Clement Attlee

From Conservapedia
This is an old revision of this page, as edited by Conol (Talk | contribs) at 21:15, April 7, 2009. It may differ significantly from current revision.

Jump to: navigation, search
Clement Attlee
Term of office
1945 - 1951
Political party Labour Party
Preceded by Winston Churchill
Succeeded by Winston Churchill
Born January 3, 1883
Died October 8, 1967
Religion Anglican

The Right Honorable Clement Richard Attlee, 1st Earl Attlee (3 January 1883 - 8 October 1967) was the Prime Minister of the United Kingdom from 1945 to 1951. He was a member of the Labour Party, and is remembered as the leader of the strongly socialist government that was elected in the aftermath of World War II. During the war, he served as Winston Churchill's Deputy Prime Minister.

Attlee was born in Putney, a middle-class London suburb, in 1883. Educated at Haileybury and University College, Oxford he became a barrister in 1906. Attlee developed an interest in social problems while doing voluntary work at a boy's club in Stepney. Converted to socialism by reading the works of John Ruskin and William Morris, in 1913 Attlee became a tutor at the London School of Economics.

In 1914 Attlee joined the British Army and served in Gallipoli and Mesopotamia, where he was badly wounded at El Hanna. After recovering back in England, Attlee was sent to France in 1918 and served on the Western Front for the last few months of the war. By the end of the First World War Attlee reached the rank of major.

After the war Attlee returned to teaching at the London School of Economics. Attlee, a member of the Labour Party, became involved in local politics and in 1919 was elected Mayor of Stepney.

In the 1922 General Election he was elected Labour MP for Limehouse in London. Ramsay MacDonald, the leader of the party in the House of Commons, recruited Attlee as his parliamentary secretary (1922-24). In the 1924 Labour Government Attlee was appointed as Under Secretary of State for War.

After the Labour Party victory in the 1929 General Election, MacDonald appointed Attlee as postmaster-general. However, like most ministers, Attlee refused to serve in the National Government formed by MacDonald in 1931. Attlee was one of the few Labour MPs to win his seat in the 1931 General Election and became deputy leader of the party under George Lansbury.

When Lansbury retired in 1935 Attlee became the new leader of the Labour Party. During the Spanish Civil War he supported the non-national combatants from Britain fighting against General Francisco Franco and visited the International Brigades on the front-line in December 1937.

In 1940 Attlee joined the coalition government headed by Winston Churchill. He was virtually deputy Prime Minister although this post did not formally become his until 1942. It was afterwards claimed that during the Second World War Attlee worked as a restraining influence on some of Churchill's more wilder schemes.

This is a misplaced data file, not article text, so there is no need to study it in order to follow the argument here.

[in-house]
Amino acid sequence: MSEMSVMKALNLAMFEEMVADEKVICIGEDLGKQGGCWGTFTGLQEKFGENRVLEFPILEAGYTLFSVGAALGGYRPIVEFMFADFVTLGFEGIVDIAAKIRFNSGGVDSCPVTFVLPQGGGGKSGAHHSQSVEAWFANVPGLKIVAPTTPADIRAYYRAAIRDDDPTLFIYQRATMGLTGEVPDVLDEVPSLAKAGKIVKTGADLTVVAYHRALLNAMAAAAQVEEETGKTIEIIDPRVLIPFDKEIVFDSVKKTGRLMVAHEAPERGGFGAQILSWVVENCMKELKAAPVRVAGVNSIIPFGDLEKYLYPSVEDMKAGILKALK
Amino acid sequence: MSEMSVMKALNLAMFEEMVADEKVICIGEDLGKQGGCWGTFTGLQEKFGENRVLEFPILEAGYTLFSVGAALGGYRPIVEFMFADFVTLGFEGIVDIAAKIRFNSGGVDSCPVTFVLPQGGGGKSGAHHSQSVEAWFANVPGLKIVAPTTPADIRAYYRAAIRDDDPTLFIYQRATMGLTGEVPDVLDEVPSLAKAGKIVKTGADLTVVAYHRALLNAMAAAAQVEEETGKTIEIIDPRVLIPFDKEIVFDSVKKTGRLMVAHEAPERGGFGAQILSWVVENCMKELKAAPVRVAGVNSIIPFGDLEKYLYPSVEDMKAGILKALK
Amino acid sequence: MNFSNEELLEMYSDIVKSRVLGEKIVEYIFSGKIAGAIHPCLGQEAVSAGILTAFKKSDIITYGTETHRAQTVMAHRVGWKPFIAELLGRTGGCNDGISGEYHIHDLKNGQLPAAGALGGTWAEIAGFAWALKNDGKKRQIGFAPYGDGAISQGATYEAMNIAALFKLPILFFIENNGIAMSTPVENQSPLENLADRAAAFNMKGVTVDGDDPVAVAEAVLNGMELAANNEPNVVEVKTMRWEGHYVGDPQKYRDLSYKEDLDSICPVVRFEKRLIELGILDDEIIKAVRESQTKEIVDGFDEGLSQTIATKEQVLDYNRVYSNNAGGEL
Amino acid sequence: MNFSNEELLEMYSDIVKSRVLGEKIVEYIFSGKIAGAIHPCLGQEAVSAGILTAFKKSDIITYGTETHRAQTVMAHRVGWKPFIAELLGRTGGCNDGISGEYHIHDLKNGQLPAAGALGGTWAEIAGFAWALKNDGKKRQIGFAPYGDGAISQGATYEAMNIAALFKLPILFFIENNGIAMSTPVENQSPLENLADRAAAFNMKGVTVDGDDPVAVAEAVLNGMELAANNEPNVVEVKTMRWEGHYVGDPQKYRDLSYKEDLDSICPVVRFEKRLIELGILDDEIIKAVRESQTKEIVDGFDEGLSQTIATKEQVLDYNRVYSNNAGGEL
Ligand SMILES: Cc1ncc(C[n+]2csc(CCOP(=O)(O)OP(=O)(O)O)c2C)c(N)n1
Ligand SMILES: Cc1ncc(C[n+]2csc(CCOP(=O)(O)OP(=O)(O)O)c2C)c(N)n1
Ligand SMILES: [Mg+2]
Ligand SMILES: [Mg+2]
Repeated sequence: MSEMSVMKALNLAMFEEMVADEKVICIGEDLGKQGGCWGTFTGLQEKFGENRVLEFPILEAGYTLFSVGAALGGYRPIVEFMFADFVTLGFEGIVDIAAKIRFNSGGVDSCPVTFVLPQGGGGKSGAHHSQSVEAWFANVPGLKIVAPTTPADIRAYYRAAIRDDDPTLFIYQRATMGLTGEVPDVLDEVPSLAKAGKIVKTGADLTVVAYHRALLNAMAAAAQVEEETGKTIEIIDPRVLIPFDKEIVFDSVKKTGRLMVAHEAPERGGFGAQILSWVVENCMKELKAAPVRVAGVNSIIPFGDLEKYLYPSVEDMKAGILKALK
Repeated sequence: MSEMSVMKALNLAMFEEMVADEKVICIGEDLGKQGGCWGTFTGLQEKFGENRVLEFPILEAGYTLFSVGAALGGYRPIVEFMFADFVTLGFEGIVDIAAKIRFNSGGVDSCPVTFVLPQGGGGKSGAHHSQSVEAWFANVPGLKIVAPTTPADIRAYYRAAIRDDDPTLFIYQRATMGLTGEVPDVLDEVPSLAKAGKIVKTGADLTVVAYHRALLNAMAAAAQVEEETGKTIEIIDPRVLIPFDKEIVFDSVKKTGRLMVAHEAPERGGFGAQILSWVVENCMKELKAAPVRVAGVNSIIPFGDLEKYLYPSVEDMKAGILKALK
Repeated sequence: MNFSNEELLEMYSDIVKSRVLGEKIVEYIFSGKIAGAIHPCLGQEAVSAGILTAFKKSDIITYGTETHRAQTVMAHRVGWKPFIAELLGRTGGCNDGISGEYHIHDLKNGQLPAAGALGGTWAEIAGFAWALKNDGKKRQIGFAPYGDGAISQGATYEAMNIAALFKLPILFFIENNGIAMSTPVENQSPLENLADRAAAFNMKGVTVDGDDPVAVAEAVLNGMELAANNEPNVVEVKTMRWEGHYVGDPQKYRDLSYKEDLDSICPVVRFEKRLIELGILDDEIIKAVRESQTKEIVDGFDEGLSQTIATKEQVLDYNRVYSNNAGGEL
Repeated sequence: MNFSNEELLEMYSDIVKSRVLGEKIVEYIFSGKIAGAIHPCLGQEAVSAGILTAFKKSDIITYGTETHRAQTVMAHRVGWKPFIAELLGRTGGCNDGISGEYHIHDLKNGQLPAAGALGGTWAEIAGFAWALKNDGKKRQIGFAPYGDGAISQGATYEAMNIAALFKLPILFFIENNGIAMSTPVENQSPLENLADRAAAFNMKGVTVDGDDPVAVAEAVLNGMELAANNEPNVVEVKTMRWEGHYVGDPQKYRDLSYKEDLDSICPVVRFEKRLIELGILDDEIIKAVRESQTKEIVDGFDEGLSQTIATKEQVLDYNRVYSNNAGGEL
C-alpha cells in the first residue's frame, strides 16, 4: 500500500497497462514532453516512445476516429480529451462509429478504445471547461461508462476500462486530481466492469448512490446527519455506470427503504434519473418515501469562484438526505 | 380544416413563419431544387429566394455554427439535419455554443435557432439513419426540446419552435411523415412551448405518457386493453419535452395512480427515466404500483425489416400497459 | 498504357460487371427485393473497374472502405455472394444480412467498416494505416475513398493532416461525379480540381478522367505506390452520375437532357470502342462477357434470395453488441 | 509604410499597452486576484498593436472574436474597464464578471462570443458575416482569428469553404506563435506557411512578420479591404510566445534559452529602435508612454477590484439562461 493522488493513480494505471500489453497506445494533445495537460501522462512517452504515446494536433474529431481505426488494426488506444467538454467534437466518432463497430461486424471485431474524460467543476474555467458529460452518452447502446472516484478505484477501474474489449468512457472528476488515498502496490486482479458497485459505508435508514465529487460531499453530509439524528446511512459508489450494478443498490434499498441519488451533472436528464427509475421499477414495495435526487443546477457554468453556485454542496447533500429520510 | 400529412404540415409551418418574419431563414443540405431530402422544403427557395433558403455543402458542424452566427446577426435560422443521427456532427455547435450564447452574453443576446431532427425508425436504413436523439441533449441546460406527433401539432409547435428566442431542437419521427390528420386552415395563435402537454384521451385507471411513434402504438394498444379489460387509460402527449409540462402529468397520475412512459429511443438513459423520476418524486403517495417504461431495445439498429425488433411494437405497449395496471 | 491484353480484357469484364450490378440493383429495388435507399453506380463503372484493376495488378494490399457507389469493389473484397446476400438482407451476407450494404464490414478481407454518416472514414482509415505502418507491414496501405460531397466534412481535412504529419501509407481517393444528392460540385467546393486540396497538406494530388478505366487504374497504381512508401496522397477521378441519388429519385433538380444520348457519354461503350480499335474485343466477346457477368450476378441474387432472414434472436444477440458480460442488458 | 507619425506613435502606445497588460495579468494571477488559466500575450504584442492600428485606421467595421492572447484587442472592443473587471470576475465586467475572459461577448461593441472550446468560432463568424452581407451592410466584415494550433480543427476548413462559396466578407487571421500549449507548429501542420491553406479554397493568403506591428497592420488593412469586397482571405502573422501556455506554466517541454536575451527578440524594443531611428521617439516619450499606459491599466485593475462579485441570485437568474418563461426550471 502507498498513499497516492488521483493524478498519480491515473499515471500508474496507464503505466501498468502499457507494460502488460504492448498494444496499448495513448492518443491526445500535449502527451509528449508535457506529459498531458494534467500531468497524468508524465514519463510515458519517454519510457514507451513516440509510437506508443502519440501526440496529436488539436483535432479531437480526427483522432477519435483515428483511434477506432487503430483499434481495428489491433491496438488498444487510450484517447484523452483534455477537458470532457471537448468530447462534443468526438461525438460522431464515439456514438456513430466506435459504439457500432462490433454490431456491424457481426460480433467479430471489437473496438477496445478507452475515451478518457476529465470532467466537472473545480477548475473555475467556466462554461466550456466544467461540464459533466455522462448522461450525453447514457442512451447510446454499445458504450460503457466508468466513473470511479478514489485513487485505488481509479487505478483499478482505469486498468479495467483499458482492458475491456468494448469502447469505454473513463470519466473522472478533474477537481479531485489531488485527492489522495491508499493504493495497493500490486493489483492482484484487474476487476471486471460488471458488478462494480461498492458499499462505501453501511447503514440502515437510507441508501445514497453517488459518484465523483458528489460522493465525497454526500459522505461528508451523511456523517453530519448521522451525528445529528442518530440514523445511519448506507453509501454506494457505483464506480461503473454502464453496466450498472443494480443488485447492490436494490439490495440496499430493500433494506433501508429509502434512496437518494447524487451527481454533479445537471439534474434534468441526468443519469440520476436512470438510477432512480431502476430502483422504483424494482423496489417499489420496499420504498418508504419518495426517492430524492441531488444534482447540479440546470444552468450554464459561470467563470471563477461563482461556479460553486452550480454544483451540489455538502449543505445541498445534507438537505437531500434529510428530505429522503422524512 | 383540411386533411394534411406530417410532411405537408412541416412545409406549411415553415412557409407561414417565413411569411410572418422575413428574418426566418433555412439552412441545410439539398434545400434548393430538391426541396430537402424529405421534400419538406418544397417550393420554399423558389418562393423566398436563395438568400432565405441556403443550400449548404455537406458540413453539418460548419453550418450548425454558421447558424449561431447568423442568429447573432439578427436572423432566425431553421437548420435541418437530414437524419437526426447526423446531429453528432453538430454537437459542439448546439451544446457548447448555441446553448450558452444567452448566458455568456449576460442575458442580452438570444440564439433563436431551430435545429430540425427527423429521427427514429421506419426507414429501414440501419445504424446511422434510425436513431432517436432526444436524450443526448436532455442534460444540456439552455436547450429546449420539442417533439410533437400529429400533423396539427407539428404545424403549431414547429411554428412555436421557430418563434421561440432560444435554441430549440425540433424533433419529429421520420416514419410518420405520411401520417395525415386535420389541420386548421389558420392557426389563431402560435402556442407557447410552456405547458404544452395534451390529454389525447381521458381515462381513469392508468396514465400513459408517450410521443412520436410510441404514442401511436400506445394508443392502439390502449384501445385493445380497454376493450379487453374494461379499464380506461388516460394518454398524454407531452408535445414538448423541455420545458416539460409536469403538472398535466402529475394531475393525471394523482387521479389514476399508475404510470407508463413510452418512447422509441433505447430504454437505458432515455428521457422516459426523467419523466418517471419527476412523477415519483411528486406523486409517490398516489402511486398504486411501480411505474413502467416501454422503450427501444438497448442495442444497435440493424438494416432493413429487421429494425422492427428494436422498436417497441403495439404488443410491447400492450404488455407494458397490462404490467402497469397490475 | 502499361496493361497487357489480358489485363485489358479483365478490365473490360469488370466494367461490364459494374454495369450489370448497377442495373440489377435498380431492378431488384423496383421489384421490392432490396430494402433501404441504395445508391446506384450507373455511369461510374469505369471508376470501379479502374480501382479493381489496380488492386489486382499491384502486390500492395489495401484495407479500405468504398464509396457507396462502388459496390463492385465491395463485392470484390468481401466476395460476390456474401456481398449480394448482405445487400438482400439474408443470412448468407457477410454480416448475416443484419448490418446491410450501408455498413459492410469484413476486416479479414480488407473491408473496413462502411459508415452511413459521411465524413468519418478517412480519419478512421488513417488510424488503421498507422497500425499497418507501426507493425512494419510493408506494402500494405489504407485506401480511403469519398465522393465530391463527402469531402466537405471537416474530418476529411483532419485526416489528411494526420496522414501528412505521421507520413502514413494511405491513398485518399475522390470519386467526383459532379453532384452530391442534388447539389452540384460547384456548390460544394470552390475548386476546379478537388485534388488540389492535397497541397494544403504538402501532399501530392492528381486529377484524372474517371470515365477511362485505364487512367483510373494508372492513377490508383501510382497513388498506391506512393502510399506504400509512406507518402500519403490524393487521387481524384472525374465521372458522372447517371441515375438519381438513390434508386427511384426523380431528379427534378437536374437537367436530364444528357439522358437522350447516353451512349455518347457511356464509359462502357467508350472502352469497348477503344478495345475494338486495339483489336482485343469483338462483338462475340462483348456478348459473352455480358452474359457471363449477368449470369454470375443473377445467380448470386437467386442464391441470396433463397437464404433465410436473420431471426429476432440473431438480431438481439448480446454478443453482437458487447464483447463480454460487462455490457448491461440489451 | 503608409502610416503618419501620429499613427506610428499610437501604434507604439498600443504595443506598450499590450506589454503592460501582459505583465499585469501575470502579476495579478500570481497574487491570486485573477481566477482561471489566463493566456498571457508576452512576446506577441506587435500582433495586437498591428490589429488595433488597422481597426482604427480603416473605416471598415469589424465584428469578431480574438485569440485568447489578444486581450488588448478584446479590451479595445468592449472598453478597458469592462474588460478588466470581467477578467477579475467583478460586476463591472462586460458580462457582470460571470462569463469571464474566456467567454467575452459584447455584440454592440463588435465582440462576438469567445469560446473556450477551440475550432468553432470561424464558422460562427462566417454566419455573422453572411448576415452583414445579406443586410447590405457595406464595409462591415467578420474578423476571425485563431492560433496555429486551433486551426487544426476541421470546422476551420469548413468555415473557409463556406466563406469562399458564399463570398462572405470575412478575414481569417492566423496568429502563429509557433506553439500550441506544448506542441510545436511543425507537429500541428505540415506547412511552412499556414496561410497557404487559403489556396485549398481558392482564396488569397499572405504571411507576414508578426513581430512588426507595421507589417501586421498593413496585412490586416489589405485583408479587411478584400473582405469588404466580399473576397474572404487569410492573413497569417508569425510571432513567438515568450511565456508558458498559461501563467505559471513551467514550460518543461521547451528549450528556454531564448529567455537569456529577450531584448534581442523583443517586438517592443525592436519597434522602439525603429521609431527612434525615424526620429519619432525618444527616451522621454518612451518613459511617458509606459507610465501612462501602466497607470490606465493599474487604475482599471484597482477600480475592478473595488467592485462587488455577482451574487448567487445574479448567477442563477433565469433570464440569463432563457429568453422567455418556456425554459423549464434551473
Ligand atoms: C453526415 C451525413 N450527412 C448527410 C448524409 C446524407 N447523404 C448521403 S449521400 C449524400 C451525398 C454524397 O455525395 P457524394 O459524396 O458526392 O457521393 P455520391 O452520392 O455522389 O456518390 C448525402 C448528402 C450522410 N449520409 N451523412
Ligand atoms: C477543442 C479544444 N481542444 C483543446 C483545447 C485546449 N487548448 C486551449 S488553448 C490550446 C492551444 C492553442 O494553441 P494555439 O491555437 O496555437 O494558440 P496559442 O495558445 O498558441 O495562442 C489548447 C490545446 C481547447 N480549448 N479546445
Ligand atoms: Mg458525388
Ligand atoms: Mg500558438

In the 1945 General Election Attlee lead the Labour Party to its largest victory at the polls. During his six years in office he carried through a vigorous program of reform. The Bank of England, the coal mines, civil aviation, cable and wireless services, gas, electricity, railways, road transport and steel were all nationalized. The National Health Service was introduced and independence was granted to India (1947) and Burma (1948).

In April 1950 Attlee's already weak position (the Labour majority in the House of Commons had been reduced to six) further deteriorated when two Labour leaders, Aneurin Bevan and Harold Wilson (afterward Prime Minister), resigned from the government over the introduction of National Health-service charges, that were bitterly opposed by the public. He stayed on as leader after the narrow defeat in the election of 1951, but when the Conservatives increased their majority in the General Election of 1955, Attlee resigned. On yielding the party leadership in December 1955, he was created an Earl. In 1937 he published The Labour Party in Perspective and in 1954 his memoirs, As It Happened. He was active in the House of Lords until his death in 1967. [1]

Attlee is remembered much more fondly at present than he was at the time of his death. He is seen by many as the father of the NHS. Which has become a source of national pride and patriotism across Great Britain. He is also remembered as the Greatest of the Old Labour leaders and in the opinion of many britons better than the two New Labour Leaders to date.